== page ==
The Personal Growth Investment

You can look well put together on the outside but stress, lack of sleep and overwork, could be killing you on the inside. In Japan they have a word for this — “Karoshi” which translates to “overwork death.” You don’t need to quit your job immediately and become a self-improvement junkie, but you do need a plan. What I do advocate is starting simple. Read one book a month and it will change your life. As you read (or listen to) these books you’ll begin to formulate a plan over time. Kick that plan into overdrive by writing down your thoughts.  When you write down your thoughts in a journal or blog, you’re committing them to memory. If you publish a blog or share the journal it gives you added incentive to follow through on your plan.

The Time Investment

It’s pretty hard to improve much of anything if you’re spending nine plus hours in office and over an hour a day commuting. The energy for that daily workout or an hour long walk will be greatly diminished. You’ll find that even if health and learning are your priorities, that three letter word J-O-B will continually push itself to the front of the list, often ahead of family, ahead of everything.

If you’re thinking long-term, you should be saving between 30% and 50% of your income with the goal of becoming financially independent. Financial independence allows you to completely realign your priorities, focusing on the most important things. Improvements in your health and knowledge will give you the time, energy and new ideas to create passive income and live a truly independent lifestyle.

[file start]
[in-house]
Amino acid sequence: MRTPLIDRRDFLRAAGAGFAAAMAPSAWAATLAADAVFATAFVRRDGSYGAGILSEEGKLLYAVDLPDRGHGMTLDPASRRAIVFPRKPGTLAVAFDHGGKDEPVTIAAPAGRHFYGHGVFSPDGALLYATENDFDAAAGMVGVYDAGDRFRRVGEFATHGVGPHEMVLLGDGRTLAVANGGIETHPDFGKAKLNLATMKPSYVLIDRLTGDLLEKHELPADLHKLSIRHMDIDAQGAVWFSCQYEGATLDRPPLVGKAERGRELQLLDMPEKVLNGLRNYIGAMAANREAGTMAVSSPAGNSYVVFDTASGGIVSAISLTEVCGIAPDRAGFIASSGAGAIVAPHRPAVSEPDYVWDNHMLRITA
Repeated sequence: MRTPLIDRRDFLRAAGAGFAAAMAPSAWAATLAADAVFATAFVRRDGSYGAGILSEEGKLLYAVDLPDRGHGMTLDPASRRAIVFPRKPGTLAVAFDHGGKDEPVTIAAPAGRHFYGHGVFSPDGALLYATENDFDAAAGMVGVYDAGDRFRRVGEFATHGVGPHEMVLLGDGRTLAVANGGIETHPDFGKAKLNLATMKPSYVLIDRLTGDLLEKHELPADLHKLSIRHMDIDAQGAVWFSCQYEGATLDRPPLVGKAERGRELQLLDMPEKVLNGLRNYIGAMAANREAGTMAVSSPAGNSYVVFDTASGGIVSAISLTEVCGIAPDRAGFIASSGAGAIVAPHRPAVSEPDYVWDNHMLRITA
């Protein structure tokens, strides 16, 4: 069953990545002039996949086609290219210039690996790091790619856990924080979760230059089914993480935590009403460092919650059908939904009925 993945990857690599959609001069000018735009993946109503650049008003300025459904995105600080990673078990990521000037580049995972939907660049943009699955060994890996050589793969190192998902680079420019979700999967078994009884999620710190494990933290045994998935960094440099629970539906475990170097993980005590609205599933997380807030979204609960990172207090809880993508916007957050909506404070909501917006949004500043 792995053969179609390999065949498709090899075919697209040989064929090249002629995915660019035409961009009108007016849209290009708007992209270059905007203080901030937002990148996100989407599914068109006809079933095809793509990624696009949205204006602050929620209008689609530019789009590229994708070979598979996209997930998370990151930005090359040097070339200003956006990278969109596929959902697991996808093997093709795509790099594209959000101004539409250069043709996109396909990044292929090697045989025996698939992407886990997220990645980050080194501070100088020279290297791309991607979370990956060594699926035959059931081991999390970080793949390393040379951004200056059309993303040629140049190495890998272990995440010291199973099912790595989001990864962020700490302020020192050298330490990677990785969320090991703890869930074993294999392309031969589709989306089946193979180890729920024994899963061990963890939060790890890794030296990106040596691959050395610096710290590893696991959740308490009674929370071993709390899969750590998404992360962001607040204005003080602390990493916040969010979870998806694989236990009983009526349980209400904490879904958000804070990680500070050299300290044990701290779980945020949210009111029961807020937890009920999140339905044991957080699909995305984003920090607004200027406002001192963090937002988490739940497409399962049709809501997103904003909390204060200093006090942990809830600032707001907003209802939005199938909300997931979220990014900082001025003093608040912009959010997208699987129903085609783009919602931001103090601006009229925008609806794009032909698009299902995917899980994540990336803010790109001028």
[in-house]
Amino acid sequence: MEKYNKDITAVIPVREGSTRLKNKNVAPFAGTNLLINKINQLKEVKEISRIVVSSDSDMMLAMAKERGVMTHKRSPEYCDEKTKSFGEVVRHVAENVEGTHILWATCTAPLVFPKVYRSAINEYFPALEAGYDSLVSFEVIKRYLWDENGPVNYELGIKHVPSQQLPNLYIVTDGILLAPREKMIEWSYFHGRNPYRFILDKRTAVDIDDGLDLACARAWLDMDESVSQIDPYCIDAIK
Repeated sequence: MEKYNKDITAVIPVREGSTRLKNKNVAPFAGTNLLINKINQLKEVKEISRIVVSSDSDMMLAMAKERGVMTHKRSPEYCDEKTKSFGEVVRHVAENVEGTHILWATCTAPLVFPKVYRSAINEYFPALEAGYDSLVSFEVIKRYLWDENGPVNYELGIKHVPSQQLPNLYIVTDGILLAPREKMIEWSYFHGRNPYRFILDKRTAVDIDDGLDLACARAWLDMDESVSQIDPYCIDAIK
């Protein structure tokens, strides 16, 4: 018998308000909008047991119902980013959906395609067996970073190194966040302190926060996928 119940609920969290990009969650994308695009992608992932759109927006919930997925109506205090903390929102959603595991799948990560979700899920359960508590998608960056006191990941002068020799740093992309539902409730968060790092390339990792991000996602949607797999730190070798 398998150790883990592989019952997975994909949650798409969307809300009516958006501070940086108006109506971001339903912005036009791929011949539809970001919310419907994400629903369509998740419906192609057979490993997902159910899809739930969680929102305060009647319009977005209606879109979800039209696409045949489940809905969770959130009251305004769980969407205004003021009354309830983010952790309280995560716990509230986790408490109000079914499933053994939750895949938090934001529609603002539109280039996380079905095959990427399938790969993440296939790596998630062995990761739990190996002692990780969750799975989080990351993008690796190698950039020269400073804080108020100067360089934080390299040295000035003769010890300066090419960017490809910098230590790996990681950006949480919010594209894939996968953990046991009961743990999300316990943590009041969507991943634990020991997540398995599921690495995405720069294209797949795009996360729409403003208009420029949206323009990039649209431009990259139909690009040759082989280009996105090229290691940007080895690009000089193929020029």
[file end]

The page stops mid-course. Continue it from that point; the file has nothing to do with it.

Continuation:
Tim Ferriss dove deep into a lot of these ideas in the Four Hour Workweek.  While I’ve never achieved a four hour work week, I’m very comfortable with a four hour workday. This, combined with no commute, allows me to keep health and growth at the top of the list, versus commuting and working.

Core Principles

Once you’ve committed to these Health, Growth and Time investments, put them down in writing. Make a list of five or six core principles that you can refer back to to keep yourself on track.  For example, if one of my core principles is choosing “experiences over stuff”, I can use that to evaluate any purchase I may want to make. You can simply step back and ask yourself if this action will move you forward, or fit within these core principles. If it will, then you have your answer. Invest in it.


The Frug

Financial Independence through Living Lean, Working Lean, and Traveling Lean

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  1. Great article, Frug. This is such a great reminder, especially in light of the craziness of our health system. I’ve been trying to think about what’s the best return for how I spend my time. This also reminds me of a Warren Buffett quote I just tweeted that said he would trade all of this money to be younger. I definitely sacrificed my health for my job and family responsibilities, and I probably still am. So thanks for the inspiration. I’m going to work-out!

  2. This is so spot-on, thank you Frug!
    When I was in my early twenties, I saw my dad get ill and then die from cancer soon after he retired. That experience taught me the principal that health is wealth, the ultimate wealth. All else follows. You and I chatted about this in Ecuador. It was great to meet you there, and to share ideas about FIRE. My wish for you and your family before all else is Health first!
    Keep up the good work.